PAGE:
What is the significance of Dahlmann's contact with the "enormous cat" in this short story?

He quickly recalled that in a cafe on the Calle Brazil (a few dozen feet from Yrigoyen's house) there was an enormous cat which allowed itself to be caressed as if it were a disdainful divinity. He entered the cafe. There was the cat, asleep. He ordered a cup of coffee, slowly stirred the sugar, sipped it (this pleasure had been denied him in the clinic), and thought, as he smoothed the cat's black coat, that this contact was an illusion and that the two beings, man and cat, were as good as separated by a glass, for man lives in time, in succession, while the magical animal lives in the present, in the eternity of the instant.


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Every time I read the story I find new meaning, and I suspect I will always feel as thought I am missing more than I am recognizing (the magic of Borges!) Without going into it too deeply:

Perception is a major factor in the story. The imaginary line of the Rividavia that marks the South. Dahlmann's perception of himself as two people, one travelling across the country, the other trapped in a sanitarium. (It's unclear which Dahlmann is the actual--the journey to the South may be an hallucination--but the journey is real, regardless.)

In the same way, the cat's reality is distinct from the man's, in the eternal present as opposed to trapped by awareness of past and future. The conceptual divide between man and magical beast is both imaginary and real.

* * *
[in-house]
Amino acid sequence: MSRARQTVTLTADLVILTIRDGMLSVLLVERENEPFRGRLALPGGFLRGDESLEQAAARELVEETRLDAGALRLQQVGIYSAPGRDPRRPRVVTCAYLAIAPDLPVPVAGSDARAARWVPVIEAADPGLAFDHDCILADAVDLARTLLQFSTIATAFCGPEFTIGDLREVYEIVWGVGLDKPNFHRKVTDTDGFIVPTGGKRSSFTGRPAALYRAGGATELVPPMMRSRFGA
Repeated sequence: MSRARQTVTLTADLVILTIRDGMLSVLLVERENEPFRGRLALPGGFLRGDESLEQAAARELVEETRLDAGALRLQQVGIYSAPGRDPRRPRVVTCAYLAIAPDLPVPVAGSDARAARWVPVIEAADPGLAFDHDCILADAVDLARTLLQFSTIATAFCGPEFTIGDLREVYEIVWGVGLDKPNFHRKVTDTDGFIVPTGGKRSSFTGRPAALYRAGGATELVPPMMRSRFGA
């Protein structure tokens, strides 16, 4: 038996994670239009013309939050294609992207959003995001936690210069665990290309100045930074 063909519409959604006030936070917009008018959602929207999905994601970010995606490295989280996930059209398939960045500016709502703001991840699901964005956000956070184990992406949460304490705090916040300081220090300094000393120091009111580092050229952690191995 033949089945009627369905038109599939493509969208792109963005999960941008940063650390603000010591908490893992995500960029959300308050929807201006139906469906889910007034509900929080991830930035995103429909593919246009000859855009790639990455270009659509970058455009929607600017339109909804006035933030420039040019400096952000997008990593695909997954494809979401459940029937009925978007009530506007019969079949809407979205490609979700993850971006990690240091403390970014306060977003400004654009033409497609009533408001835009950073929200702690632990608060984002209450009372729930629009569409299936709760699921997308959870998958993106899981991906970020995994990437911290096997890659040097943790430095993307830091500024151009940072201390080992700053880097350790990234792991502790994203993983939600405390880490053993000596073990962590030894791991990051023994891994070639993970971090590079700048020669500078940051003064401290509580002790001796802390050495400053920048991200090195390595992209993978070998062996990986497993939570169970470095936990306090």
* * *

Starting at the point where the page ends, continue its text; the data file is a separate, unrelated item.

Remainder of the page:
• The cat is content in the moment, and not driven to seek redemption in the way Dahlmann does. For Dahlmann, caught up in the illusion of past and future, his quest reveals itself to be a trap. Perhaps, had Dahlmann been content in the present, his life would not be unraveling.

By the same token, at the very end of the story, Dahlmann is almost entirelyin the present.

Firmly clutching his knife, which he perhaps would not know how to wield, Dahlmann went out into the plain.

The remaining question about the future (will he know how to wield the knife?) will be answered presently.

Dahlmann could be understood to finally have embraced his animal nature, reduced to the primal struggle for survival. In the impending, ultimate moment, Dahlmann's identity will no longer be split between past, present and future selves: he will be one with himself.

It's possible that Dahlman's physical brush with the cat's imaginary world, distinct from the non-physical imaginary worlds of books which had heretofore been his life, awakened this potential in him.

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